Does Mobilization of the Upper Cervical Spine Affect Pain Sensitivity and Autonomic Nervous System Function in Patients With Cervico-craniofacial Pain?: A Randomized-controlled Trial


    loading  Checking for direct PDF access through Ovid

Abstract

Objectives:The aims were to investigate the effects of anterior-posterior upper cervical mobilization (APUCM) on pain modulation in craniofacial and cervical regions and its influence on the sympathetic nervous system.Methods:Thirty-two patients with cervico-craniofacial pain of myofascial origin were randomly allocated into experimental or placebo groups. Each patient received 3 treatments. Outcome measures included bilateral pressure pain thresholds assessed at craniofacial and cervical points preintervention, after the second intervention and after the final treatment. Pain intensity and sympathetic nervous system variables (skin conductance, breathing rate, heart rate, and skin temperature) were assessed before and immediately after each intervention.Results:The pressure pain thresholds in the craniofacial and cervical regions significantly increased (P<0.001) and pain intensity significantly decreased (P<0.001) in the treatment group compared with placebo. APUCM also produced a sympathoexcitatory response demonstrated by a significant increase in skin conductance, breathing rate, and heart rate (P<0.001), but not in skin temperature (P=0.071), after application of the technique compared with placebo.Discussion:This study provided preliminary evidence of a short-term hypoalgesic effect of APUCM on craniofacial and cervical regions of patients with cervico-craniofacial pain of myofascial origin, suggesting that APUCM may cause an immediate nociceptive modulation in the trigeminocervical complex. We also observed a sympathoexcitatory response, which could be related to the hypoalgesic effect induced by the technique, but this aspect should be confirmed in future studies.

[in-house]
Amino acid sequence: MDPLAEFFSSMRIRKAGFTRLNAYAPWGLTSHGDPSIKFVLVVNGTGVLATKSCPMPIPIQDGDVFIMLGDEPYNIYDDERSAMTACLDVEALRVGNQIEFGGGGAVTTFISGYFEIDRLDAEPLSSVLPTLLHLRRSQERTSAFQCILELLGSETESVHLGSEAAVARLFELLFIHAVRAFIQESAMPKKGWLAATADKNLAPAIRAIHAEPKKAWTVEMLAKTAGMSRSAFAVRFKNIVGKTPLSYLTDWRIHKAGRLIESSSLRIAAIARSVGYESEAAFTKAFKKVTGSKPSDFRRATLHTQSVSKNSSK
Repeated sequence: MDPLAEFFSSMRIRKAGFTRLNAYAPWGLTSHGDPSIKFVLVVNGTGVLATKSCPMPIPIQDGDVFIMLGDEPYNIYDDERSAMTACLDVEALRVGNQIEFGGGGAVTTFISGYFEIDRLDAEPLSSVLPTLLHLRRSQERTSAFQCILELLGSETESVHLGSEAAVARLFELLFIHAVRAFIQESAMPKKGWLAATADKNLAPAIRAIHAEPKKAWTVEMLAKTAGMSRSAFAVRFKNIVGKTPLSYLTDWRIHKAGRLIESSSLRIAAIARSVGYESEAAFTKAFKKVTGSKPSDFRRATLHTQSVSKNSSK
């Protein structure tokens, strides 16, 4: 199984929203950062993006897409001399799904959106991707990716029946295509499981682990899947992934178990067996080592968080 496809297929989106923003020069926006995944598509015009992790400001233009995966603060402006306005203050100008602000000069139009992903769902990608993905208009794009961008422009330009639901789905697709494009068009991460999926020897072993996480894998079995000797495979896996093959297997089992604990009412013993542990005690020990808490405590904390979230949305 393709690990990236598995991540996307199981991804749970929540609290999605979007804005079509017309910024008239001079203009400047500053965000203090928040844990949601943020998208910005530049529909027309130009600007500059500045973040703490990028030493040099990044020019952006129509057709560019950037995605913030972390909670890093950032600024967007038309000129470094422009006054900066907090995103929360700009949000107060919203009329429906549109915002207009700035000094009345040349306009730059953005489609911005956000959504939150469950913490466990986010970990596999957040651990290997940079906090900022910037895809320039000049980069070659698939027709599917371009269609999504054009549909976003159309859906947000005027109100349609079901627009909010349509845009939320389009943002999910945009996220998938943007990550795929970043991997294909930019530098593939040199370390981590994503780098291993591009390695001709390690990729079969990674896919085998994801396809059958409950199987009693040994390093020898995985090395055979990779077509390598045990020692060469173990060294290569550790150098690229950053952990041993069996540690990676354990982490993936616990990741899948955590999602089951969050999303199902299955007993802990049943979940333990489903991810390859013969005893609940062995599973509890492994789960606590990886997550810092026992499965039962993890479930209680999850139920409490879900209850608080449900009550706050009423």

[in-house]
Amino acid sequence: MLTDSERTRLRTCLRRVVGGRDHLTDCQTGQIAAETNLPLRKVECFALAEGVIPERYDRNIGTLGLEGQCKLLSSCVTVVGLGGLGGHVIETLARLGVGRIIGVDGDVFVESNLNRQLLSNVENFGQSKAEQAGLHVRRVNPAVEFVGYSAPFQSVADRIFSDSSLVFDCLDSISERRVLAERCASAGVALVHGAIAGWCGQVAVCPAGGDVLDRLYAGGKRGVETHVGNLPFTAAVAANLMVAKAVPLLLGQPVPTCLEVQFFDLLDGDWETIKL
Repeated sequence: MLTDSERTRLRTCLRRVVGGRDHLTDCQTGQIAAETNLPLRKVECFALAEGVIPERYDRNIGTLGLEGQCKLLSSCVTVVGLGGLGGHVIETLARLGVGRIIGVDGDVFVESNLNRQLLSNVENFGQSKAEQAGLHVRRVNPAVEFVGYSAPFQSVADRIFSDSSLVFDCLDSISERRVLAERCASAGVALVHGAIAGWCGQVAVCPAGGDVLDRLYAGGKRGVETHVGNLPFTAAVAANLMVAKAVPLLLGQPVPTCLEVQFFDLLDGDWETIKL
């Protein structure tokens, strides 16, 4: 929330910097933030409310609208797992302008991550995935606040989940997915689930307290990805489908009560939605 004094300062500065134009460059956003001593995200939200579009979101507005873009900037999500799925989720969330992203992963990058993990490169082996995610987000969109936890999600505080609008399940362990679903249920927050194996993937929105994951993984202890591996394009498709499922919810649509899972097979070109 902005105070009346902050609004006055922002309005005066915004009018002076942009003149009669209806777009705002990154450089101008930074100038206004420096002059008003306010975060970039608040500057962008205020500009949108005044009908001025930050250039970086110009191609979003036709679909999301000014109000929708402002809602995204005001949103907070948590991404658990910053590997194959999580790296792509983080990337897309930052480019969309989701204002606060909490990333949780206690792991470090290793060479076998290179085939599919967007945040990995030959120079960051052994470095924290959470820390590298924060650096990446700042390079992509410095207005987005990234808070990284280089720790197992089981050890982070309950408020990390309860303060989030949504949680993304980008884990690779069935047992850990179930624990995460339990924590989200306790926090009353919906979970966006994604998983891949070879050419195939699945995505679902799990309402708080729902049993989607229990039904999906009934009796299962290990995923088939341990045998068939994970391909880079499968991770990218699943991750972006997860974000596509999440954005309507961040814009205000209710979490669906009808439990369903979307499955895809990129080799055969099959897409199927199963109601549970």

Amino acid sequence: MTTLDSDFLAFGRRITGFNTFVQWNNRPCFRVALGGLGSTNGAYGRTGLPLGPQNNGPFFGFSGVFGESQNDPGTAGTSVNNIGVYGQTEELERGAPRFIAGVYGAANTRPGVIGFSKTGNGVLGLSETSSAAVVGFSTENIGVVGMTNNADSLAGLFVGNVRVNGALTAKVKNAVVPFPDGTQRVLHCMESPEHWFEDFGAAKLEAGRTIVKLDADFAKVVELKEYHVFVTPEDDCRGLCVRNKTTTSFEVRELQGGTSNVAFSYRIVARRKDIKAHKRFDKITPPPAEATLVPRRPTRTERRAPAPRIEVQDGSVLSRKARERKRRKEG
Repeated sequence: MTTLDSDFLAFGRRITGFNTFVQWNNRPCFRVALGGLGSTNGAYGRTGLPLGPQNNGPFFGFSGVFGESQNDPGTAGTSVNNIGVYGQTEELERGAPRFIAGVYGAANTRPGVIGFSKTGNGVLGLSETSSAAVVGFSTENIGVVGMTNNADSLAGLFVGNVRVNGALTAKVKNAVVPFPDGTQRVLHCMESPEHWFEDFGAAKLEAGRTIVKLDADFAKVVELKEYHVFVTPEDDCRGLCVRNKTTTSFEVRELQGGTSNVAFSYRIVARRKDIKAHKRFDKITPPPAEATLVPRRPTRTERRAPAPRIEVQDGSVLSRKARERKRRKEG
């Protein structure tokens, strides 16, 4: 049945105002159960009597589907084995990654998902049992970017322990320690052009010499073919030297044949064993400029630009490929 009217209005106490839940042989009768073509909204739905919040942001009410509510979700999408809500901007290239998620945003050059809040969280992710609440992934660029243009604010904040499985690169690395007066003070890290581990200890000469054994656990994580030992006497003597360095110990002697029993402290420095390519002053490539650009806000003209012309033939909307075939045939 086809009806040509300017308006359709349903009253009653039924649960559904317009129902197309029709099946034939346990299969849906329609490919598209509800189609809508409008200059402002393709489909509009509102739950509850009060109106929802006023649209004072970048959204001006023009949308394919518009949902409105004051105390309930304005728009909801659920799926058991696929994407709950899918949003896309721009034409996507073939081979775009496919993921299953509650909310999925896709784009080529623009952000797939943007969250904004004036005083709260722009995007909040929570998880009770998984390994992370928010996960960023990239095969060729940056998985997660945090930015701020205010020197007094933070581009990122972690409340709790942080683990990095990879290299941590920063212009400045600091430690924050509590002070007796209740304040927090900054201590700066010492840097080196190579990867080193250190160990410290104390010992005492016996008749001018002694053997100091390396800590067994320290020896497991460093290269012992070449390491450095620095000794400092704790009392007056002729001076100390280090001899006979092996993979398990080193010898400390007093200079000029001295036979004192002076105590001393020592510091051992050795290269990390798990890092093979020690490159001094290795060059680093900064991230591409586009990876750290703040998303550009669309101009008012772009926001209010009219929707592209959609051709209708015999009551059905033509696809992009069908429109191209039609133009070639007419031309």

loading  Loading Related Articles